Lampedusa is Italy’s southernmost island. Geologically part of Africa, it sits about 70 miles from the Tunisian mainland and a good 125 miles from Sicily. If the island sounds familiar to you, that’s probably because it’s been in the news quite a bit recently.
In the wake of the Arab Spring, tens of thousands of migrants from Africa (first from Tunisia and Libya; later in the year from points south) set out for Lampedusa, many on rickety boats not designed to cross rough open waters. Many would-be migrants died en route, and Lampedusa has come to be associated with these tragedies in the ensuing months.
The migrant flow has had an undeniable effect on tourism on the island. Earlier this month in La Stampa, Federico Geremicca cited a 60 percent drop in tourism in 2011. Tourism on Lampedusa is confined to one very concentrated high season, the end of July through the end of August. During this period, scores of northern Italians descend upon Lampedusa to spend their school holidays in the serious heat.
Despite the concentration of high season into a single month, tourism is the major economic driver on Lampedusa. Aside from tourism, only fishing and a small crafts industry motor the economy.
Outside of its brief high season, the island is quiet. In January it’s almost silent. The concierge at my hotel, the very comfortable and inexpensive Hotel Martello (with rooms starting at €45 in low season) told me that I was the only tourist on Lampedusa.Since 1996, a significant portion of the island has been protected as a nature reserve. The preserved part of the island, which takes up most of the southern coast of the island’s eastern half, is visually very striking–rocky, with some wooded areas and recessed sandy coves. Though the summer heat dries the island out, during the winter the island is quite lush and good for hiking.
Visitors interested in spending time in the nature reserve should make a beeline to the Riserva Naturale Orientata office at Via Emanuele 25. The hiking maps on offer are detailed and staff members are helpful.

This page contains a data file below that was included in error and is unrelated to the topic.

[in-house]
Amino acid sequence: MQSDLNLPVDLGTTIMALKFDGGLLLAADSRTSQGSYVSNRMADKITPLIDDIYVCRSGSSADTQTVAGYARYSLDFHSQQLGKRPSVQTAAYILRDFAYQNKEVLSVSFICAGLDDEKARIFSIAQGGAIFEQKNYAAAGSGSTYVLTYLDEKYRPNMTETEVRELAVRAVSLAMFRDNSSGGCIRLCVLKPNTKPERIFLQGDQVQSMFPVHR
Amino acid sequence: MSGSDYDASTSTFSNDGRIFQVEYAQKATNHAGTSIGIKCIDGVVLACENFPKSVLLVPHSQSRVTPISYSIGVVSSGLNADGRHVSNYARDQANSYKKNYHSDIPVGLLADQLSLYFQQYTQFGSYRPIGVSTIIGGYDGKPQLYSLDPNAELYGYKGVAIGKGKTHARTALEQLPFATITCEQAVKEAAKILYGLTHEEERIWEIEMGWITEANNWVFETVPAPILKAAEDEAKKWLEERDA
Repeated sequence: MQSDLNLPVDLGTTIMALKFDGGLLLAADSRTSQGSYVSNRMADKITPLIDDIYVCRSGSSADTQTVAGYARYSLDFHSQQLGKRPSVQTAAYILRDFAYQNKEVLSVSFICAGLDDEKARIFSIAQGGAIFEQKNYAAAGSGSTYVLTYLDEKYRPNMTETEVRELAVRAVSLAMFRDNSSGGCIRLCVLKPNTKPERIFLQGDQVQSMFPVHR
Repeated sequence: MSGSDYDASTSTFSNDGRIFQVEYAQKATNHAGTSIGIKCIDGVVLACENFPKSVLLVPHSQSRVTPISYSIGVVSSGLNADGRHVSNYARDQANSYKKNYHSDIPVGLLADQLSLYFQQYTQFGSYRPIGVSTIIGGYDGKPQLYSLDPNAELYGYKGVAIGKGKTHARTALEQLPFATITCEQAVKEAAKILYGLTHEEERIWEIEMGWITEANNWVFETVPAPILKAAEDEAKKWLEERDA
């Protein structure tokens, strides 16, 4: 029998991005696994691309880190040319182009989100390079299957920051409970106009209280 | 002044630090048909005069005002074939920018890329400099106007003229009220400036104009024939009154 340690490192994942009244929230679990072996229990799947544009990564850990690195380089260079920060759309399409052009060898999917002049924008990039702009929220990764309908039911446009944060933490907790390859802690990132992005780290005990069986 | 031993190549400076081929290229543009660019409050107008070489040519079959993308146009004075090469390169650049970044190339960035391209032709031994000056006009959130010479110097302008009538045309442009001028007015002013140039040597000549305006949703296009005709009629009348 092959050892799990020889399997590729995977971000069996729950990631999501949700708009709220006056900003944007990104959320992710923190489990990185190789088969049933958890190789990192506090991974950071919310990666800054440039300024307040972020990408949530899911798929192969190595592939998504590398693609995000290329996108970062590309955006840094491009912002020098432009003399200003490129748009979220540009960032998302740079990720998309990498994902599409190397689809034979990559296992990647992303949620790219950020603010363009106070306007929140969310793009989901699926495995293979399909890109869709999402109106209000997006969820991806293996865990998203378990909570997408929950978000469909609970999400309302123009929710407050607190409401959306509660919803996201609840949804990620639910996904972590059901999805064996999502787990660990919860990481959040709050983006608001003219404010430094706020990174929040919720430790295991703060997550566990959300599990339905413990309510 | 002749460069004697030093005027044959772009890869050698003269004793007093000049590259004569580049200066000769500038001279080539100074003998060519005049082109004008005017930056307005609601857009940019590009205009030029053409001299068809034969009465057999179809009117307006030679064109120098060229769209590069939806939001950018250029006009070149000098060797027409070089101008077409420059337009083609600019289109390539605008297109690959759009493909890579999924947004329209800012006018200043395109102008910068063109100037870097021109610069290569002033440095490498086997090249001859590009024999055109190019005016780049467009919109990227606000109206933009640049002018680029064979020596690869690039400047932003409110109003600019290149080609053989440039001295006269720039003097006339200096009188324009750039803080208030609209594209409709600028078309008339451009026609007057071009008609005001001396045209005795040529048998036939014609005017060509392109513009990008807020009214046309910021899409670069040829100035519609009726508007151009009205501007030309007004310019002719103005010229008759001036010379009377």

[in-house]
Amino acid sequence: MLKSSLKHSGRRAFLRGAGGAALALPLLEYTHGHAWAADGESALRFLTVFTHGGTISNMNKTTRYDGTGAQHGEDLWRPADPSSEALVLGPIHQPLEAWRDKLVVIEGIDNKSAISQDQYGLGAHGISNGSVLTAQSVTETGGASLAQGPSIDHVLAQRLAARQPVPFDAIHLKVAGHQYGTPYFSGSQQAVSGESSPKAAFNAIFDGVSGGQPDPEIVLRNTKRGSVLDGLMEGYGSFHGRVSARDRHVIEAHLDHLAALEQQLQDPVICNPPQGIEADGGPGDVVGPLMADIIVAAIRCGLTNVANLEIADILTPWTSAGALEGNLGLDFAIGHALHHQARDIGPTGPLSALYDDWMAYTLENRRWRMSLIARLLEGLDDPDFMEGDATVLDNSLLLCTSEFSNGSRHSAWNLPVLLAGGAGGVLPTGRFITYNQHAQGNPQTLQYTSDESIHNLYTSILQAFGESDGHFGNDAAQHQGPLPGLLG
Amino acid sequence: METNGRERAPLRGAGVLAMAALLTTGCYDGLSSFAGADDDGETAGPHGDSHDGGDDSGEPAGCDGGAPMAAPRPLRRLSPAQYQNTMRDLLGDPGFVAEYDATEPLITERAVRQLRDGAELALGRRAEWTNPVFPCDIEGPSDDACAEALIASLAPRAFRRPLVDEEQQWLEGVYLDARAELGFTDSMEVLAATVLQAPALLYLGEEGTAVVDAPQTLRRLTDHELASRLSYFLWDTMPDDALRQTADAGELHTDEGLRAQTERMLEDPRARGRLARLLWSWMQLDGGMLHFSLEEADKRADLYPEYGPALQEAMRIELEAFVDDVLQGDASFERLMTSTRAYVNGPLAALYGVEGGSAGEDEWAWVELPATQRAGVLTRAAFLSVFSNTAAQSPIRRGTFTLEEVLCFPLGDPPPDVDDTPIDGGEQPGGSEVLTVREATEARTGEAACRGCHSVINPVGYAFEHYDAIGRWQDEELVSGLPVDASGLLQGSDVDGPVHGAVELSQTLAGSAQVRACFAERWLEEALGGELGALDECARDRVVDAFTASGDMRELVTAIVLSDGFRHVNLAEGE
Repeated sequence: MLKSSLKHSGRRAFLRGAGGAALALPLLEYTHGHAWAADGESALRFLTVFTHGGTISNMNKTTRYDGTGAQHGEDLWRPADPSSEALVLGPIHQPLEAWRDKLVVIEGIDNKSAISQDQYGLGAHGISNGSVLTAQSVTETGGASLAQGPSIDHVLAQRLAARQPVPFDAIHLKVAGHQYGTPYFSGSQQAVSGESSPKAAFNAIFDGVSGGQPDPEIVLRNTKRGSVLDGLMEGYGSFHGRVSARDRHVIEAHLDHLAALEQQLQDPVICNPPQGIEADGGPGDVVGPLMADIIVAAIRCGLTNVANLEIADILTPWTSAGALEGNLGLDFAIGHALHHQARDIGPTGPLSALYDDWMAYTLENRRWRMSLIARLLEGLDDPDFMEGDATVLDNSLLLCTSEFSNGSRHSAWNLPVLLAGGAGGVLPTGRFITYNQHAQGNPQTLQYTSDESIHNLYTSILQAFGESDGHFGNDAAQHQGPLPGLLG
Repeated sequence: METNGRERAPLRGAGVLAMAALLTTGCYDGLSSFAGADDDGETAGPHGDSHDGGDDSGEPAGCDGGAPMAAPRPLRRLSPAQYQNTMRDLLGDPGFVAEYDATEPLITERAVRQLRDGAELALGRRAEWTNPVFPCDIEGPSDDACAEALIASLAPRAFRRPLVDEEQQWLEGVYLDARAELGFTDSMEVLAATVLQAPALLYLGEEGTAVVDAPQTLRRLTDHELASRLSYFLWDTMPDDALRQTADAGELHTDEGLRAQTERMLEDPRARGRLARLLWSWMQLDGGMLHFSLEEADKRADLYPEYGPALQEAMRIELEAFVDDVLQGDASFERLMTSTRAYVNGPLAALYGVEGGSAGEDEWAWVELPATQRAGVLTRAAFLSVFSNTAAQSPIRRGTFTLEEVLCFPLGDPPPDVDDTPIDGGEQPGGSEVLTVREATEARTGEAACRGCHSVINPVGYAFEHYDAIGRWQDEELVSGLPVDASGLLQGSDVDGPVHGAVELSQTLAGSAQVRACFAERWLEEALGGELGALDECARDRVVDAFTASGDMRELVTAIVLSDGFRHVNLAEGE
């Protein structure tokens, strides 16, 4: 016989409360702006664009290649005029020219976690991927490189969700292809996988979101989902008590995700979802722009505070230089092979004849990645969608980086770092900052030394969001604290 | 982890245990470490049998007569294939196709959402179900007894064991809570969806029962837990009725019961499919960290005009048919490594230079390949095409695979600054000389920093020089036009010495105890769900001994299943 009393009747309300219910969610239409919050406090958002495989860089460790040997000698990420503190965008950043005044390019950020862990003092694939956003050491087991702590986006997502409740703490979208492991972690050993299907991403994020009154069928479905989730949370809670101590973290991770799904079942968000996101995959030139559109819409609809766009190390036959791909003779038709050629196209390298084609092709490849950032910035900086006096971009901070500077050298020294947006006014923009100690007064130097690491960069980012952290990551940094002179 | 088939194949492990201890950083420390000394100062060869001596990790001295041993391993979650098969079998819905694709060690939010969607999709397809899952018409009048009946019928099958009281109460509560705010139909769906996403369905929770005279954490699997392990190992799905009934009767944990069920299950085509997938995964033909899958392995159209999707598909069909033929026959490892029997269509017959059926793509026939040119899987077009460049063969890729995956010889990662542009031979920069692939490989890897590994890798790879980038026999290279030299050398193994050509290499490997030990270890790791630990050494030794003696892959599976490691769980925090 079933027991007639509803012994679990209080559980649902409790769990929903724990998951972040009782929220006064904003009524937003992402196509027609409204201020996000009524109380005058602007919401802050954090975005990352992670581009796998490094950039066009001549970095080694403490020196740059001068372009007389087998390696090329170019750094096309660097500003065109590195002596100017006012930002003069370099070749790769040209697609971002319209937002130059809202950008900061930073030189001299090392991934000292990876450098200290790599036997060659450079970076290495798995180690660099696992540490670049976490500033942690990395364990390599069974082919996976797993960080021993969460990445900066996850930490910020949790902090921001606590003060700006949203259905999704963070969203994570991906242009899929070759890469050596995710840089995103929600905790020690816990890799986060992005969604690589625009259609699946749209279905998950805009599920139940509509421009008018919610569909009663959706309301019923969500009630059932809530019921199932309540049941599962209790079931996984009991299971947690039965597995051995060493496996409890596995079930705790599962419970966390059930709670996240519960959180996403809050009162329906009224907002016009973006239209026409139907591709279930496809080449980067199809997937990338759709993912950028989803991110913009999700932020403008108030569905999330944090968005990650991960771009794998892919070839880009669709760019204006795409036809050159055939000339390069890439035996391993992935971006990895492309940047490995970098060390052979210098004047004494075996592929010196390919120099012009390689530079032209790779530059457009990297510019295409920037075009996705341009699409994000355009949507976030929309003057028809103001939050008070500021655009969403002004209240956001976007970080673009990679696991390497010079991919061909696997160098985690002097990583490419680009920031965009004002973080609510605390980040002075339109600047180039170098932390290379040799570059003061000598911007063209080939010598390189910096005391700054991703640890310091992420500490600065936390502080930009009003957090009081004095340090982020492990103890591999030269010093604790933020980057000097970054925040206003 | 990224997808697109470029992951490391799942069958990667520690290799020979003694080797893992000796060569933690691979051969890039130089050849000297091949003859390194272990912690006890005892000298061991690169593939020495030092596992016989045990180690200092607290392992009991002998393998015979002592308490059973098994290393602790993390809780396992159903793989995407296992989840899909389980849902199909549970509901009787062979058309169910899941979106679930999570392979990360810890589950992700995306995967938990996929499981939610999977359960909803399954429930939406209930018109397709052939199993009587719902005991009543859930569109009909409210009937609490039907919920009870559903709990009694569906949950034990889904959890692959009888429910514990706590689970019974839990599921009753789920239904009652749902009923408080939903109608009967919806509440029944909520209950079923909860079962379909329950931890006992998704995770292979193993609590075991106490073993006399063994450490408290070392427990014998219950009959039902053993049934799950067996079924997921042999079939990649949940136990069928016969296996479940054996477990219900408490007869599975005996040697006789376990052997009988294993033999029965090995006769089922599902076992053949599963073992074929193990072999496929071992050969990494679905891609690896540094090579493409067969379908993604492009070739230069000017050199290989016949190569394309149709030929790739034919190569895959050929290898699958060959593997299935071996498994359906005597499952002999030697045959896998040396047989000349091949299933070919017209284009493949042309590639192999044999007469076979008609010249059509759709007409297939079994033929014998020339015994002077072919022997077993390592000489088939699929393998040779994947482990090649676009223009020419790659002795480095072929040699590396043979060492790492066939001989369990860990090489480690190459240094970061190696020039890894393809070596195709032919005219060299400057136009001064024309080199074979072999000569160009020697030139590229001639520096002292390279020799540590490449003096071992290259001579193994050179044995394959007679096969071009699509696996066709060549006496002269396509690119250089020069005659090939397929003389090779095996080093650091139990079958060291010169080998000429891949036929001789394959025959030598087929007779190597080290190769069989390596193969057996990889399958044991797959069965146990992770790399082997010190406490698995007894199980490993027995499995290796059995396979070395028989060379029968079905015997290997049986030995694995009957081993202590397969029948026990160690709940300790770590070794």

There’s bus transportation (€.60 or 78 cents) to the more or less completely unpopulated eastern end of the island, as well. Two walks in particular are pretty great. One of these starts and finishes at Casa Teresa, a traditional farmhouse, circling along a bluff overlooking the Mediterranean. The other of these starts nearby and descends through a wooded ravine to Pulcino Cove (Cala Pulcino). The trail to Cala Pulcino passes through lush woods, over rocky scrub, and finally along a rocky beach. After the exciting hike down to the cove, the beach itself is a little underwhelming; nonetheless, the walk is absolutely worthwhile.
The island’s trump card, however, is held by the well and truly breathtaking Rabbit’s Beach (Spiaggia dei conigli, above), a recessed cove of clear, bright blues. The beach is probably the best-known spot on Lampedusa. High season images show a beach swarmed with bathers, but even on a chilly January afternoon beset by thin light, the water looks downright appealing. Next to the beach is Rabbit’s Island, a loggerhead sea turtle nesting area.
Winter is a strange time to come to Lampedusa. There are just three restaurants open around the tourist side of the port, and another two pizzerias in town. Two of the year-round restaurants are quite good. L’Angolo del Mare (Via Alessandro Volta) does very good pasta and fish, while La Rotonda sul Mare (Via della Grotte) is great for pizza. Aside from that, there’s a fantastic delicatessen (Salumeria Enoteca Portu ‘Ntoni, Via Roma) and a smattering of cafes for pastries and espresso. There are a few larger supermarkets as well for other picnic staples, and individual vendors sell fruits and vegetables.
Not an obvious choice for a January break, Lampedusa’s physical beauty and pleasing solitude make it an appealing destination, perhaps especially so when the tourist tally is in the single digits.